The nature of the nuisance was described as follows:
"It is a fair and reasonable demand on the part of a sovereign that the air over its territory should not be polluted on a great scale by sulphurous acid gas, that the forests on its mountains, be they better or worse, and whatever domestic destruction they have suffered, should not be further destroyed or threatened by the act of persons beyond its control, that the crops and orchards on its hills should not be endangered from the same source. If any such demand is to be enforced this must be, notwithstanding the hesitation that we might feel if the suit were between private parties, and the doubt whether for the injuries which they might be suffering to their property they should not be left to an action at law." Id., at 238.
Our decisions concerning interstate waters contain the same theme. Rights in interstate streams, like questions of boundaries, "have been recognized as presenting federal questions." Hinderlider v. La Plata Co., 304 U.S. 92, 110. The question of apportionment of interstate waters is a question of "federal common law" upon which state statutes or decisions are not conclusive. Ibid.
Thus, it is not only the character of the parties that requires us to apply federal law. See Georgia v. Tennessee Copper Co., 206 U.S. 230, 237; cf. Wisconsin v. Pelican Ins. Co., 127 U.S. 265, 289; The Federalist No. 80 (A. Hamilton). As Mr. Justice Harlan indicated for the Court in Banco Nacional de Cuba v. Sabbatino, 376 U.S. 398, 421-427, where there is an overriding federal interest in the need for a uniform rule of decision or where the controversy touches basic interests of federalism, we have fashioned federal common law. See also Clearfield Trust Co. v. United States, 318 U.S. 363; D'Oench, Duhme Co. v. Federal Deposit Ins. Corp., 315 U.S. 447; C. Wright, The Law of Federal Courts 249 (2d ed. 1970); Woods Reed, supra, n. 5, at 703-713; Note, 50 Texas L. Rev. 183. Certainly these same demands for applying federal law are present in the pollution of a body of water such as Lake Michigan bounded, as it is, by four States.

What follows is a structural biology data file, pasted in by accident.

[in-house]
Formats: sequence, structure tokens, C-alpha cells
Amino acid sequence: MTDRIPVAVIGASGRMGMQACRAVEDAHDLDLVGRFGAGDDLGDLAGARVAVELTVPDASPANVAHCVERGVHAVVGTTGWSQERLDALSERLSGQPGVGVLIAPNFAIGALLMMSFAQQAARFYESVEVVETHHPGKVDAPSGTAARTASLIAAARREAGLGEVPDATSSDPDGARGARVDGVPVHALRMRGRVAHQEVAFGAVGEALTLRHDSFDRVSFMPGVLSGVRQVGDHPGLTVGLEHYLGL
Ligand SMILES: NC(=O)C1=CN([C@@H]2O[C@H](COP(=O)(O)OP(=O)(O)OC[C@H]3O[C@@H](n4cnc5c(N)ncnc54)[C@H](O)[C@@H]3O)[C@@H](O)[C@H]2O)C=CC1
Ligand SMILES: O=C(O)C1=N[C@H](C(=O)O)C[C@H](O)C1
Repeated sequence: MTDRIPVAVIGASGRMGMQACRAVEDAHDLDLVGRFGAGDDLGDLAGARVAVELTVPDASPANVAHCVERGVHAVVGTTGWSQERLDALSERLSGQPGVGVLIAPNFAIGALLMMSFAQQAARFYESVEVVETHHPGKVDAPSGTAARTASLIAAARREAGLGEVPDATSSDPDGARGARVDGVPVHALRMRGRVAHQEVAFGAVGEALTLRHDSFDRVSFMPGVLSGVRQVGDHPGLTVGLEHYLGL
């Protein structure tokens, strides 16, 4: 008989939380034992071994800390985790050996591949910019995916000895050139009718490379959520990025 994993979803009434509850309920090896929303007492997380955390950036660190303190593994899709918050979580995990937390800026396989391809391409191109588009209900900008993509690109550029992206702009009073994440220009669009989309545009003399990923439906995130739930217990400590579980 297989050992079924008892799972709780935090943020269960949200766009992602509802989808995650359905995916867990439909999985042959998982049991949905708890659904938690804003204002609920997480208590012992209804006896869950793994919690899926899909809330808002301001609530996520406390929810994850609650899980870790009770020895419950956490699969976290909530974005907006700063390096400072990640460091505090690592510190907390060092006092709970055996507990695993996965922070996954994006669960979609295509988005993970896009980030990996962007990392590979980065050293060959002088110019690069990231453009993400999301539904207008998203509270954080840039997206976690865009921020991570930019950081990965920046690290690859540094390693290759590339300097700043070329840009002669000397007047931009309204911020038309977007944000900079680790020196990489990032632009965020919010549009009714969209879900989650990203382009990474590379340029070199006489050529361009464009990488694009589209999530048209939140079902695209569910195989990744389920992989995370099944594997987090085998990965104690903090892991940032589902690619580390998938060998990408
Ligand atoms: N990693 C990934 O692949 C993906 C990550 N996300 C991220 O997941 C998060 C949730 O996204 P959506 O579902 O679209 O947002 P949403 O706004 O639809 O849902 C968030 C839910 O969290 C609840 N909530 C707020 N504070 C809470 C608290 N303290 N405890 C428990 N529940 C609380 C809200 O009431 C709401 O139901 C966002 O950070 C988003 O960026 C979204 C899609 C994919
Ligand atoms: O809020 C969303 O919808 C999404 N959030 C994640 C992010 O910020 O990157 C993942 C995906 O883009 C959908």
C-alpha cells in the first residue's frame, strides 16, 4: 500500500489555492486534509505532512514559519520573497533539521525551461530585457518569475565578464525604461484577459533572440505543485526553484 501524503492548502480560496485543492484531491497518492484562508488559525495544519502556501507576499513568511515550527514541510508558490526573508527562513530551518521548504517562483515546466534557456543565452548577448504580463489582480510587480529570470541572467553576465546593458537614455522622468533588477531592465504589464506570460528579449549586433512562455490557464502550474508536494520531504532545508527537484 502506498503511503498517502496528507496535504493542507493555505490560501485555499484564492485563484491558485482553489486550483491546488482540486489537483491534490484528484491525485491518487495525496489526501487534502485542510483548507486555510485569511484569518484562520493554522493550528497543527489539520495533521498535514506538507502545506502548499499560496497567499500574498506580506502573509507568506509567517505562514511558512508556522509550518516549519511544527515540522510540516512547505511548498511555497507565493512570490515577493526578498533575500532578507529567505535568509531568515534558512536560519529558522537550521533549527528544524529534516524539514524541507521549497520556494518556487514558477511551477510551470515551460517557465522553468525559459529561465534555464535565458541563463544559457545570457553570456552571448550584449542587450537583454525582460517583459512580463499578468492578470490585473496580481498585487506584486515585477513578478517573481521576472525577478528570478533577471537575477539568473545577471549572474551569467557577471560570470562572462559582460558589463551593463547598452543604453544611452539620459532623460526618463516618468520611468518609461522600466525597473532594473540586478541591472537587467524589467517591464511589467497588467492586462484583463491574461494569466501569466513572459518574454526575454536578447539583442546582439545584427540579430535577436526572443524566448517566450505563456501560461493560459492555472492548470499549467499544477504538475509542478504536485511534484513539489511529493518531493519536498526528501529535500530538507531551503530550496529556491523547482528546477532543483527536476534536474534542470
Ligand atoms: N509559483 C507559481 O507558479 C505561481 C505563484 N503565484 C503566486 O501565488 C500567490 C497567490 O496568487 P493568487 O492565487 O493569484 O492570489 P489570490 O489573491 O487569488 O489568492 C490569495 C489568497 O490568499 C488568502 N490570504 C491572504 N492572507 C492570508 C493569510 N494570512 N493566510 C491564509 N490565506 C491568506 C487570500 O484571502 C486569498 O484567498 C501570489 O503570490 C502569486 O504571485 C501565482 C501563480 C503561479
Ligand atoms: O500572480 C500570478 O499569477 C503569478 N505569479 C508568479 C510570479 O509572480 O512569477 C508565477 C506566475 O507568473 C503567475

Those who maintain that state law governs overlook the fact that the Hinderlider case was written by Mr. Justice Brandeis who also wrote for the Court in Erie R. Co. v. Tompkins, 304 U.S. 64, the two cases being decided the same day.
In speaking of the problem of apportioning the waters of an interstate stream, the Court said in Kansas v. Colorado, 206 U.S. 46, 98, that "through these successive disputes and decisions this court is practically building up what may not improperly be called interstate common law." And see Texas v. New Jersey, 379 U.S. 674 (escheat of intangible personal property), Texas v. Florida, 306 U.S. 398, 405 (suit by bill in the nature of interpleader to determine the true domicile of a decedent as the basis of death taxes).
Equitable apportionment of the waters of an interstate stream has often been made under the head of our original jurisdiction. Nebraska v. Wyoming 325 U.S. 589; Kansas v. Colorado, supra; cf. Arizona v. California, 373 U.S. 546, 562. The applicable federal common law depends on the facts peculiar to the particular case.